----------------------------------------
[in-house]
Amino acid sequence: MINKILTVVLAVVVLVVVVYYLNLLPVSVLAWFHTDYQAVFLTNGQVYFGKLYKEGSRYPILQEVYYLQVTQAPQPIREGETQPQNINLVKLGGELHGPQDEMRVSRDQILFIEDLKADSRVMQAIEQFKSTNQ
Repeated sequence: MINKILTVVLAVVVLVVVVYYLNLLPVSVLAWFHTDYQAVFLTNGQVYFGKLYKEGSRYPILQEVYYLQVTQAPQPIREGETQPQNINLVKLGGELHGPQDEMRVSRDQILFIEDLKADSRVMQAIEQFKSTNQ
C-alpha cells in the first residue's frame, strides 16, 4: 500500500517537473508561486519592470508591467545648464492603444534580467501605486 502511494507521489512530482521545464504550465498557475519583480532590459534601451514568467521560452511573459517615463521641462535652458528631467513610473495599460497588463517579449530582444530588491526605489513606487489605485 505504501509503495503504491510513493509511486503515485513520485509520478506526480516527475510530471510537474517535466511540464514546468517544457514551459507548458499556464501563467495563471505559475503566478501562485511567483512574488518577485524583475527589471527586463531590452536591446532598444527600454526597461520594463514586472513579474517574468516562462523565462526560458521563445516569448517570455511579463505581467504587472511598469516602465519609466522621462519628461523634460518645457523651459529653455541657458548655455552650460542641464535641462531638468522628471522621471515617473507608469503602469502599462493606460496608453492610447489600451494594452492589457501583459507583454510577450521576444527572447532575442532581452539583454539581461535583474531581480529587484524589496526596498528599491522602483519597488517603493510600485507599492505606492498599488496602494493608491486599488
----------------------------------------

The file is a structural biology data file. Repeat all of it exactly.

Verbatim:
[in-house]
Amino acid sequence: MINKILTVVLAVVVLVVVVYYLNLLPVSVLAWFHTDYQAVFLTNGQVYFGKLYKEGSRYPILQEVYYLQVTQAPQPIREGETQPQNINLVKLGGELHGPQDEMRVSRDQILFIEDLKADSRVMQAIEQFKSTNQ
Repeated sequence: MINKILTVVLAVVVLVVVVYYLNLLPVSVLAWFHTDYQAVFLTNGQVYFGKLYKEGSRYPILQEVYYLQVTQAPQPIREGETQPQNINLVKLGGELHGPQDEMRVSRDQILFIEDLKADSRVMQAIEQFKSTNQ
C-alpha cells in the first residue's frame, strides 16, 4: 500500500517537473508561486519592470508591467545648464492603444534580467501605486 502511494507521489512530482521545464504550465498557475519583480532590459534601451514568467521560452511573459517615463521641462535652458528631467513610473495599460497588463517579449530582444530588491526605489513606487489605485 505504501509503495503504491510513493509511486503515485513520485509520478506526480516527475510530471510537474517535466511540464514546468517544457514551459507548458499556464501563467495563471505559475503566478501562485511567483512574488518577485524583475527589471527586463531590452536591446532598444527600454526597461520594463514586472513579474517574468516562462523565462526560458521563445516569448517570455511579463505581467504587472511598469516602465519609466522621462519628461523634460518645457523651459529653455541657458548655455552650460542641464535641462531638468522628471522621471515617473507608469503602469502599462493606460496608453492610447489600451494594452492589457501583459507583454510577450521576444527572447532575442532581452539583454539581461535583474531581480529587484524589496526596498528599491522602483519597488517603493510600485507599492505606492498599488496602494493608491486599488